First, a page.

THERE is at least one subject on which the national vanity of Scotland is well justified, and that is the beauty of her capital. Few cities in Europe rival Edinburgh in the beauty of its site, none is so unique in characteristics. Paris and St. Peters- burgh excel her in buildings, and Naples looks down upon a love- lier scene, but no place can show the special and, ao to speak, eccentric charm of Edinburgh, the inextricable commingling or, as it were, jumbling up of wild nature with modern civilization. Her principal street is bounded by a green and fresh ravine, full of trees, and grass, and precipitous banks, and looks straight on a castle-crowned rock as grim of aspect and abrupt of line as any rock upon the Rhine, but at the bottom of the ravine runs the locomotive, and by the side of the grey castle stretch grey houses, tall and gaunt, with odd gables and strange points and towers, which look as if they had existed for ever, but are covered with gilt advertisements. Out of the very tumult of the main street, at the point where it is hottest, almost touching with its feet the post office, and theatre, and High School, rises sharply a green hill far above the city, and at the top of it, an ascent of a minute, the visitor is in a new world, looking down upon the city stretched out like a panorama, with every building and street distinctly visible, and upon the gleaming Forth, which seems from that height almost to ring it in. He may lie -under the trees on the Forth side of the hill and believe himself in some remote county, till, as he turns to descend, he reads the blunt notice that any woman addressing any man upon the hill will be prosecuted, and remembers that he is in a great city, amidst a great city's vices. Or stand upon Dean Bridge. Below the spectator on each side is a deep, narrow ravine, untouched by art, with a brattling burn at the bottom rushing over the loose stones as if in the wilderness, and beyond are the towers of Donald- son's Hospital, the " only palace in Scotland," as the Queen, half- -envying, is reported to have said, and far away the stateliest building in the capital. Or, finally, drive from Princes Street in a cab,—the cab of civilization, roomy, and soft, and clean, the cab which has not reached London yet,—and in five minutes you are in the true wilderness, toiling up a range of hills as green, and bright, and free from enclosure as if they were in Argyllshire, with its own valleys, and knolls, and rocks, .and steep descents, and little lakes, in which the rocks above them throw a shadow so sleepily deep that the ripple caused by the boys' rods as they fish for minnows never disturbs it. Arthur's Seat, which is not, we may tell Londoners, an abrupt knoll, but a range of great mountains as seen through the small end of a telescope, belongs to Switzerland, and the gas- lights go all round it. That is to our minds the peculiarity of Edinburgh,—art and nature, the wilderness and the street, the lake and the aqueduct, in such close juxtaposition as almost to sug- gest the idea of collision, yet, art never conquering, there is from the collision no resulting vulgarity. The total absence of vulgarity, of garishness of any sort, or excessive inconsistency, is indeed a marked feature of Edinburgh as a city, as it is also, although in a less degree, of Edinburgh life. The city has no parks as we understand the word—it means, Scottice, a grass field—but their place is supplied by the" Meadows," the playground of Edinburgh, situated in the very heart of the houses, yet in their common-like look still keeping up the air of rustic life. Outside, the town, which Londoners are apt to believe contains only one hill, is girdled in with low but varied ranges, from the dim but rounded hummocks which somehow, though on the opposite side, seem to conceal the Forth, to the Braid Hills beyond Morningside, which just suggest the fall height of the Pentland range beyond. And beneath them all, like a burn below a ravine, lies the fresh green sea rolling at one corner over deep white sands a mile broad, and then at another breaking over sharp red boulders, so oddly placed as to suggest the thought that giant children have been playing at building houses and causeways,•and, suddenly interrupted, left their giant brown pebbles there. Twenty minutes take you from Edinburgh to a sea bath, thirty more place you again on a moun- tain aide, as fresh, and green, and breezy, and for all purposes of prospect as high, as the wildest hill in Wales.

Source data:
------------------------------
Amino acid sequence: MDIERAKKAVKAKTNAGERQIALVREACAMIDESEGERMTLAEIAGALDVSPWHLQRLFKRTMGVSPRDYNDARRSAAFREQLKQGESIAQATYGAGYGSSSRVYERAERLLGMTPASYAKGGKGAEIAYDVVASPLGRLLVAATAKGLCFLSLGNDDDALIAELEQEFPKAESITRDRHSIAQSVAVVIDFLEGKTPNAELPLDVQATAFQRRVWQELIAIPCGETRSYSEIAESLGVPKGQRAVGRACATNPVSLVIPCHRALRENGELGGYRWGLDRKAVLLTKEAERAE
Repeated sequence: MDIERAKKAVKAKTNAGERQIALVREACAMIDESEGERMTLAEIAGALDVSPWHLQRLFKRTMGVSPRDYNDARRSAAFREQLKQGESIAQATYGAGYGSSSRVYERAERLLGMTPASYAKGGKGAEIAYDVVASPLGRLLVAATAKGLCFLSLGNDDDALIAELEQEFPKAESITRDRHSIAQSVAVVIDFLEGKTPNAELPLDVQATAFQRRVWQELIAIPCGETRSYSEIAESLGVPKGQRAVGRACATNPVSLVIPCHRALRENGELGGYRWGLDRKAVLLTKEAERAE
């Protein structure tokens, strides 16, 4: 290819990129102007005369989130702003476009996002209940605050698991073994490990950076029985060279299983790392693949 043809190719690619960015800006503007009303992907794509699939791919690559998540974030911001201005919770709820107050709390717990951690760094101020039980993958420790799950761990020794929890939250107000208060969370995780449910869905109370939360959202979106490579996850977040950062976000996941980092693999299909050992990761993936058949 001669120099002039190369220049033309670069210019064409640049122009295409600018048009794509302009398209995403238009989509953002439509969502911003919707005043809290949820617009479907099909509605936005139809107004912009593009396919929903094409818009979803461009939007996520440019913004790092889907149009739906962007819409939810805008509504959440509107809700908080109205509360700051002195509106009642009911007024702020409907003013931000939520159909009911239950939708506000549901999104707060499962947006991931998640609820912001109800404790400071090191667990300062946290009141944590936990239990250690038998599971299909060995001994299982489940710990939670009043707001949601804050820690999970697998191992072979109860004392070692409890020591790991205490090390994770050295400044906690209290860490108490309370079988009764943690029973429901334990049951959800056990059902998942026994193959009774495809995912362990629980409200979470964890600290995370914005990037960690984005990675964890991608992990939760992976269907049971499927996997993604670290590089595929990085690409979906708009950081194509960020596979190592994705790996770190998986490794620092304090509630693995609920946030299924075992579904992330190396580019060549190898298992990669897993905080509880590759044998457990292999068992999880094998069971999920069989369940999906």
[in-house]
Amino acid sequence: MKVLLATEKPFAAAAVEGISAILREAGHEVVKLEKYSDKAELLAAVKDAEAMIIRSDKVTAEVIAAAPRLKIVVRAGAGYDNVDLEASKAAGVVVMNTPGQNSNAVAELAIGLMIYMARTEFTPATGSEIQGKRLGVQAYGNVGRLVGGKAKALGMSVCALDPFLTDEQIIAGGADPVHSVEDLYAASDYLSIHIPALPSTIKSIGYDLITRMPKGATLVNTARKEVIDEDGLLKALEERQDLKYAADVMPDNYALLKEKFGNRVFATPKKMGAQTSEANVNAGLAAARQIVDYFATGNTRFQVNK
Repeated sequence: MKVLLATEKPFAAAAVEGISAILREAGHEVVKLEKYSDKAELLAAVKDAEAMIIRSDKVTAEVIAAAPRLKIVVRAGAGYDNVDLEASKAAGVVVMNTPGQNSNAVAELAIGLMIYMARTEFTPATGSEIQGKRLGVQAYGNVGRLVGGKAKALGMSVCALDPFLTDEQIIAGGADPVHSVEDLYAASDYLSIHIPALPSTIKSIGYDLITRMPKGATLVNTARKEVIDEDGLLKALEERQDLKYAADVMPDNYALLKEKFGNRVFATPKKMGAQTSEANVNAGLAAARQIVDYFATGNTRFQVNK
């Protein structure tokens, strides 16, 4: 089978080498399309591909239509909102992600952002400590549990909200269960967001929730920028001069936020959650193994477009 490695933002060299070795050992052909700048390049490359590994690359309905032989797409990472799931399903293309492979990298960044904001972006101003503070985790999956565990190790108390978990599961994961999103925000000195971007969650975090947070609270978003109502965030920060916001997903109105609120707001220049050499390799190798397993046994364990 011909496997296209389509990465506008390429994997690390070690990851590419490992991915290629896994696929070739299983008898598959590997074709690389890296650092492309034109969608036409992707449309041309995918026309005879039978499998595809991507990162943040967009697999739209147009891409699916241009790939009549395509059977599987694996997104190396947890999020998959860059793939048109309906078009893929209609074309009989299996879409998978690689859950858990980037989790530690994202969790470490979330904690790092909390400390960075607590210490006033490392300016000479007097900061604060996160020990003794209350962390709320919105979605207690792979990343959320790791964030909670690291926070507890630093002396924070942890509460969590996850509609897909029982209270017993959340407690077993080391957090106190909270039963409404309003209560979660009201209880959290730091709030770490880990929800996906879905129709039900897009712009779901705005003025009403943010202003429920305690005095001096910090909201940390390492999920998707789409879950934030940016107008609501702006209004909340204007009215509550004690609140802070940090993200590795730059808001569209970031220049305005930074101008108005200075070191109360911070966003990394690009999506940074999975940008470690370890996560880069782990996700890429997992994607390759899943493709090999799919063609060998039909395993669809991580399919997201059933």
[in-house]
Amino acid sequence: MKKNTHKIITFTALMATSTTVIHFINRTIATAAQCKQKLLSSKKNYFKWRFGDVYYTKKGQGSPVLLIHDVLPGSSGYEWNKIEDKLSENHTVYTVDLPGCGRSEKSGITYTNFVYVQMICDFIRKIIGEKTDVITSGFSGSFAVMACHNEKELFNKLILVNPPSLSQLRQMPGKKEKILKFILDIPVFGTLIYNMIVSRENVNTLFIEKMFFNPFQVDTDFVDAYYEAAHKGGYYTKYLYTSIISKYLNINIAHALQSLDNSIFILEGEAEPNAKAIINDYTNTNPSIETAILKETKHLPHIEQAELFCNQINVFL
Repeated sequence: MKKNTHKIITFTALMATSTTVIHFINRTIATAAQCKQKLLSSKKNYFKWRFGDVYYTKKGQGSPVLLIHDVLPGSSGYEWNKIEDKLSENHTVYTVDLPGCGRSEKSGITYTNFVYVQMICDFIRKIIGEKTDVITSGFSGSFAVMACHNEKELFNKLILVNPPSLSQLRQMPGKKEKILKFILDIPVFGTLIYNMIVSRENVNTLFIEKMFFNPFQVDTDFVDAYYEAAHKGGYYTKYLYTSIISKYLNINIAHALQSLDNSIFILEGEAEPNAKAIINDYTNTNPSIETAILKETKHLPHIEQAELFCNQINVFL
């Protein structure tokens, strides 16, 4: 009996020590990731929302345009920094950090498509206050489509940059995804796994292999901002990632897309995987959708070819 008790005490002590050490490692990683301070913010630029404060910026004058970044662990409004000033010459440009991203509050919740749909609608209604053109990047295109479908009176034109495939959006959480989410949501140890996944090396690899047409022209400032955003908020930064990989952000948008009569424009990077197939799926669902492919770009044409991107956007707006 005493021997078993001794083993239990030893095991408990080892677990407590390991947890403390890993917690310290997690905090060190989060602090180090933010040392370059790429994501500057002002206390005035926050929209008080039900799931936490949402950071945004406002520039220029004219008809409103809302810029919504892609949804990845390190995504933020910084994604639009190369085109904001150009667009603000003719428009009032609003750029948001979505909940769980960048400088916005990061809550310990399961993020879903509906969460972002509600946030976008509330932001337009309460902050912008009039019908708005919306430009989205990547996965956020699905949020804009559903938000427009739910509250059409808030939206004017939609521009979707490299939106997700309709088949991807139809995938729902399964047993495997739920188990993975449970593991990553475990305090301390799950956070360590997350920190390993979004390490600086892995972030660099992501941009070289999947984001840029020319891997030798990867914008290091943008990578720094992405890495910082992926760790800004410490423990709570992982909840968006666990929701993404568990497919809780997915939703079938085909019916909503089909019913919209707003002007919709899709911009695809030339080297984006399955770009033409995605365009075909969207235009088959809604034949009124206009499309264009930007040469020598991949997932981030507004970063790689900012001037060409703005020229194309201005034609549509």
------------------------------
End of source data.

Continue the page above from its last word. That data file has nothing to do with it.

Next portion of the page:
Of Edinburgh life it does not become a mere visitor to speak, for he is almost certain to misunderstand it, but its special ex- ternal characteristics as apparent to a mere visitor seem to be these. Edinburgh is socially what no other city in the islands now is, what no city in France is, but what many cities are in Germany—a provincial capital. There is nothing of London about it, and nothing whatever of the county town. Life is far simpler than in London, far kindlier, far more penetrated with true and beneficial municipal feeling. Old residents complain that the ancient simplicity is dying of railways, tourists, and the wretched English freehandedness and love of osten- tation, but this is not apparent to the visitor. What he sees is that a man may live in Edinburgh as he chooses, doing with or without man-servants or carriage, as it pleases him, may exhibit any amount of eccentricity—Edinburgh is still full of characters—without social loss. He sees that the interest felt by each in each does not degenerate as in county towns into espion- age, that the people can and do live four and five independent families in a house without, jar, or bickering, or over much watch- fulness of one another, that no man hesitates to say, " I cannot afford it," no woman to affirm "I cannot abide waste," or as she probably pronounces it, " wIst," that dogs and cats are universal and very beautiful—it does not seem etiquette in Edinburgh to steal animals—that every local celebrity is known and defended instead of being attacked, and that every man, woman, and child in the city speaks; of it and its belongings as if he had created them all, and would never quite forget to glorify his handiwork.